Saturday, December 22, 2007

Tony Blair Leaves the Church of England for Rome

ANOTHER UPDATE: From Ruth Gledhill at The Times (London) here.

Interesting article just posted at the London Telegraph entitled: "Britain has become a 'Catholic Country' which you can read here.

"Roman Catholics have overtaken Anglicans as the country's dominant religious group. More people attend Mass every Sunday than worship with the Church of England, figures seen by The Sunday Telegraph show.

This means that the established Church has lost its place as the nation's most popular Christian denomination after more than four centuries of unrivalled influence following the Reformation.

Last night, leading figures gave warning that the Church of England could become a minority faith and that the findings should act as a wake-up call.

Read it all here.

We used to use this analogy in the pro-life movement years ago: Let's say you are standing on the shore of a river and you see a little baby floating by in the river, what would you do? You'd go in and save the little one. Then as soon as you've saved that baby, another baby goes floating by so of course, you dive back in and save that baby. But as soon as you are back to shore you turn around and there are more babies floating by in the river and they just keep coming and coming and coming. What do you do now? Well, one would hope you would go up river and see what the hell is going on.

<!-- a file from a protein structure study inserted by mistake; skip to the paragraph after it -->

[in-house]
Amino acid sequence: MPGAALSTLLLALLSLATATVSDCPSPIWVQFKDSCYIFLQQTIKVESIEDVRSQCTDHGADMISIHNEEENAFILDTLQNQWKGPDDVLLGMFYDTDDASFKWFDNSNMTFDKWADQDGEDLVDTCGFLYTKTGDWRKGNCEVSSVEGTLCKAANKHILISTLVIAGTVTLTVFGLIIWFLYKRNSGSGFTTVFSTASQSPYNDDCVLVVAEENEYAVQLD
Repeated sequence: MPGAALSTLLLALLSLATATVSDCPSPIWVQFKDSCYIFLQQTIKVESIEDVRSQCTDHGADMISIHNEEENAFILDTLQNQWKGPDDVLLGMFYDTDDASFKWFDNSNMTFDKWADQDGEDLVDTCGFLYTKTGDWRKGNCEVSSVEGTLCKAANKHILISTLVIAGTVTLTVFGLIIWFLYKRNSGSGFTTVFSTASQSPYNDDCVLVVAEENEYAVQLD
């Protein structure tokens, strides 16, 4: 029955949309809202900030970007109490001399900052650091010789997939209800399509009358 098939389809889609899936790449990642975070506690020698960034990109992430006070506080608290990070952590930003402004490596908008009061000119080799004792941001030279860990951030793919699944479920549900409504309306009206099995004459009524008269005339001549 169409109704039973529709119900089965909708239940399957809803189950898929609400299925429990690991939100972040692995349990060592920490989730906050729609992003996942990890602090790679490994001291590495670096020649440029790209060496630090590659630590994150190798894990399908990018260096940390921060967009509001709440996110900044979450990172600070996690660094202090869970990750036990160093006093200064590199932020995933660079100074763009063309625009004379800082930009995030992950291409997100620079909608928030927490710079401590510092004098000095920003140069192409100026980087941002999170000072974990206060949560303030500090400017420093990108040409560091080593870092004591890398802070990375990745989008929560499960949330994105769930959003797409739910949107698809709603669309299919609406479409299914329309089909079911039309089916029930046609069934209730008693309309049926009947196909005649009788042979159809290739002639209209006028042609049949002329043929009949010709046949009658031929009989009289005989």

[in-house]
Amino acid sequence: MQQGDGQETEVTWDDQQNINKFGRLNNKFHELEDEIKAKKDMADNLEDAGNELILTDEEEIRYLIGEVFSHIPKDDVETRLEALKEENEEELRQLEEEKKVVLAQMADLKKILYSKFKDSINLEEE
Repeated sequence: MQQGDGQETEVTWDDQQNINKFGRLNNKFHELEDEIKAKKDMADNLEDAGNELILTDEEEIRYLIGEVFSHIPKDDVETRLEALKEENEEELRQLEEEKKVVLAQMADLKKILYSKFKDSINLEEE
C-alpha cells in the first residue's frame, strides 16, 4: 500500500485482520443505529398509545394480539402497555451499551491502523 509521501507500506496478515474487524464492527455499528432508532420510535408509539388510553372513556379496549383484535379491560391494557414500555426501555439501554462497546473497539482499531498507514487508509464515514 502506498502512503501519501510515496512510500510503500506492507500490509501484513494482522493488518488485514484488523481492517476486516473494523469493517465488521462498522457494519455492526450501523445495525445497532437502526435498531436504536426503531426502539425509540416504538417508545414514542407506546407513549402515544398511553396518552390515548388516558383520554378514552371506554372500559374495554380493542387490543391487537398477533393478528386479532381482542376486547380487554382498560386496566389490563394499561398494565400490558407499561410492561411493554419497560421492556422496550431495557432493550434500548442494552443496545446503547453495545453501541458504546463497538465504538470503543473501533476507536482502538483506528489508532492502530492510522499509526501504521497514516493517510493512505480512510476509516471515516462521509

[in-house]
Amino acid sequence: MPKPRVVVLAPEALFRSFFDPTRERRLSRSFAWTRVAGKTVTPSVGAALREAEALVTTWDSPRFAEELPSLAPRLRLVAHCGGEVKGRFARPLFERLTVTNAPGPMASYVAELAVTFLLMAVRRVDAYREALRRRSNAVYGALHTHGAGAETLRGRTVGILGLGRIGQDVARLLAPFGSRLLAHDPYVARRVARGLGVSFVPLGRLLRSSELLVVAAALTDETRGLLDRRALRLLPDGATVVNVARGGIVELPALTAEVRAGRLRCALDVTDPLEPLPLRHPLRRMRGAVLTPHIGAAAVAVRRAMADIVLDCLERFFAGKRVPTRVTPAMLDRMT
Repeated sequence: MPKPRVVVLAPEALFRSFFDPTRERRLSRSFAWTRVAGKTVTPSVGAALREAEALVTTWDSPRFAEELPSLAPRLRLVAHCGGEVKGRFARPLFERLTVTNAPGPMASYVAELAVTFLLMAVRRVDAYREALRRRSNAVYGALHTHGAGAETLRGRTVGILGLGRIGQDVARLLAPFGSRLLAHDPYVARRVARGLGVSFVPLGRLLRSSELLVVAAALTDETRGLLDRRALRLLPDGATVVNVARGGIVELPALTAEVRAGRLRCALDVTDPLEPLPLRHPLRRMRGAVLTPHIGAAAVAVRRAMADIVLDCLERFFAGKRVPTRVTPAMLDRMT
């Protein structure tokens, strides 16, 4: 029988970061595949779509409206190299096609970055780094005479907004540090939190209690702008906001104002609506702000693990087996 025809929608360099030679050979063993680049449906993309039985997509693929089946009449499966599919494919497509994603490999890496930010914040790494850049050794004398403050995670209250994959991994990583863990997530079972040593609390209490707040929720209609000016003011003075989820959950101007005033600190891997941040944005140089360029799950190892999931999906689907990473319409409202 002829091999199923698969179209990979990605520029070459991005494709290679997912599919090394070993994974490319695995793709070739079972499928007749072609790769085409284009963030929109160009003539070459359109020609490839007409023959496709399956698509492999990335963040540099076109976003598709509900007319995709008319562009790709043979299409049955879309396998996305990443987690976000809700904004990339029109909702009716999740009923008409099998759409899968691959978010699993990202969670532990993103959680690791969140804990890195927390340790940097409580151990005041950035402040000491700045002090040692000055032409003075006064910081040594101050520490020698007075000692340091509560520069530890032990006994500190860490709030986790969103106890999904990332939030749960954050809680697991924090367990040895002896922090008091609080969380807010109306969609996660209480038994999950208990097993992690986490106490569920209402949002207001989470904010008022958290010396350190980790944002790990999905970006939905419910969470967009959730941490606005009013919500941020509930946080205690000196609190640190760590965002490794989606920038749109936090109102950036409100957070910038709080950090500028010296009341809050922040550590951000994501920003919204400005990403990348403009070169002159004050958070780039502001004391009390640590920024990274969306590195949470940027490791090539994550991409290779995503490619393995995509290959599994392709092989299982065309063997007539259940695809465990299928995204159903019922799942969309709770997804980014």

Tony Blair has left the Anglican Church and become a Roman Catholic. It has been no secret that one of the major bonds between him and the President of the United States has been their Christian faith. It hasn't just been a religion of the head, but a faith of the heart. While it's also been no secret that this change was coming, it still is a very public illustration that many, many faithful Anglicans and Episcopalians are turning to the Roman Catholic Church.